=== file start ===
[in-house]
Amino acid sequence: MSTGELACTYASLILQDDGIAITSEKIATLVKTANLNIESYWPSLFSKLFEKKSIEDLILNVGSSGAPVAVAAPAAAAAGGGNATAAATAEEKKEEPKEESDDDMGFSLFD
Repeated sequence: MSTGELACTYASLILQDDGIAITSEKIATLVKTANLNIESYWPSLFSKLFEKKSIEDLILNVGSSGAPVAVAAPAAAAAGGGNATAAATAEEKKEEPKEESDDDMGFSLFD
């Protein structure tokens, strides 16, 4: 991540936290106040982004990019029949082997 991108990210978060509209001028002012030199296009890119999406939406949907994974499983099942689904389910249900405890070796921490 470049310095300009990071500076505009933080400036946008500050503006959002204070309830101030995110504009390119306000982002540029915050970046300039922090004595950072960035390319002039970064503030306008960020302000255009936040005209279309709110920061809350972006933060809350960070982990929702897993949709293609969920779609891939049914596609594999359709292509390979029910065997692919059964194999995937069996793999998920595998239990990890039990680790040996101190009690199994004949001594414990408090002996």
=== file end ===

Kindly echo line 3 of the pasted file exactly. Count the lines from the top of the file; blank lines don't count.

Repeated sequence: MSTGELACTYASLILQDDGIAITSEKIATLVKTANLNIESYWPSLFSKLFEKKSIEDLILNVGSSGAPVAVAAPAAAAAGGGNATAAATAEEKKEEPKEESDDDMGFSLFD